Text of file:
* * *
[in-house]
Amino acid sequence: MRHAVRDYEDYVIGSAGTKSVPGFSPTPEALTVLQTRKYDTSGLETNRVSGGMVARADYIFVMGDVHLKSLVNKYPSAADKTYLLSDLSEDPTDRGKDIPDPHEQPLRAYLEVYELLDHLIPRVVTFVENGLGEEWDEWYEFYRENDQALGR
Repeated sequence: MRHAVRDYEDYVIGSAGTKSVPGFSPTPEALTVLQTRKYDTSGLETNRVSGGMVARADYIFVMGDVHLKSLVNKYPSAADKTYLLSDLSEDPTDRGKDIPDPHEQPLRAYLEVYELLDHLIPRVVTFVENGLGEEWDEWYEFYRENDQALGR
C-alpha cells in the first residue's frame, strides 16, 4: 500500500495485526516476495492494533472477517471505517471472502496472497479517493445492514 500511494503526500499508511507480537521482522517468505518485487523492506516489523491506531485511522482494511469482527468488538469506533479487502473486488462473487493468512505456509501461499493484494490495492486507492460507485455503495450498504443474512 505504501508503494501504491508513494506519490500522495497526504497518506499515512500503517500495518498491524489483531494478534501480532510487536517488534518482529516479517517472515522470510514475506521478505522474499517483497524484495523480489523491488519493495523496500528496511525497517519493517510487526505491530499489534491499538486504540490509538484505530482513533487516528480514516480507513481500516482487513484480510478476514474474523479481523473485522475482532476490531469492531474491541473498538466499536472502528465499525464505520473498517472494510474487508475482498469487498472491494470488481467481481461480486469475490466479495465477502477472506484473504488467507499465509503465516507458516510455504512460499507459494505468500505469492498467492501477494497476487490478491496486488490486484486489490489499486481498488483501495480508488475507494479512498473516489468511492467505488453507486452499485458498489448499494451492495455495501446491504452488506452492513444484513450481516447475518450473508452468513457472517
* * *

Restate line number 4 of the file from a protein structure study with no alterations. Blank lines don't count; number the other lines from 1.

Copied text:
C-alpha cells in the first residue's frame, strides 16, 4: 500500500495485526516476495492494533472477517471505517471472502496472497479517493445492514 500511494503526500499508511507480537521482522517468505518485487523492506516489523491506531485511522482494511469482527468488538469506533479487502473486488462473487493468512505456509501461499493484494490495492486507492460507485455503495450498504443474512 505504501508503494501504491508513494506519490500522495497526504497518506499515512500503517500495518498491524489483531494478534501480532510487536517488534518482529516479517517472515522470510514475506521478505522474499517483497524484495523480489523491488519493495523496500528496511525497517519493517510487526505491530499489534491499538486504540490509538484505530482513533487516528480514516480507513481500516482487513484480510478476514474474523479481523473485522475482532476490531469492531474491541473498538466499536472502528465499525464505520473498517472494510474487508475482498469487498472491494470488481467481481461480486469475490466479495465477502477472506484473504488467507499465509503465516507458516510455504512460499507459494505468500505469492498467492501477494497476487490478491496486488490486484486489490489499486481498488483501495480508488475507494479512498473516489468511492467505488453507486452499485458498489448499494451492495455495501446491504452488506452492513444484513450481516447475518450473508452468513457472517